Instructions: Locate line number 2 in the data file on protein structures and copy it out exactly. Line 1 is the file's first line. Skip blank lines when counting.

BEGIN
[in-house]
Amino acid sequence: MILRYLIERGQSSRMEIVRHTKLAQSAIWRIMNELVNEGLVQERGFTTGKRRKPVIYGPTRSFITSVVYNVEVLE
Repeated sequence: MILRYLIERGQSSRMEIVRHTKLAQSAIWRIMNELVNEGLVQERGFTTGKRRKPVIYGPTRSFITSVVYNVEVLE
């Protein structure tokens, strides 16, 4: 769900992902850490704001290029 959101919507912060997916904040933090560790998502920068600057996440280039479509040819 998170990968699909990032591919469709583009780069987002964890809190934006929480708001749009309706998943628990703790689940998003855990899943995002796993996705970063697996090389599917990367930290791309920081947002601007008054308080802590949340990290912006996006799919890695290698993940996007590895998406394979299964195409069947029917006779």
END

Amino acid sequence: MILRYLIERGQSSRMEIVRHTKLAQSAIWRIMNELVNEGLVQERGFTTGKRRKPVIYGPTRSFITSVVYNVEVLE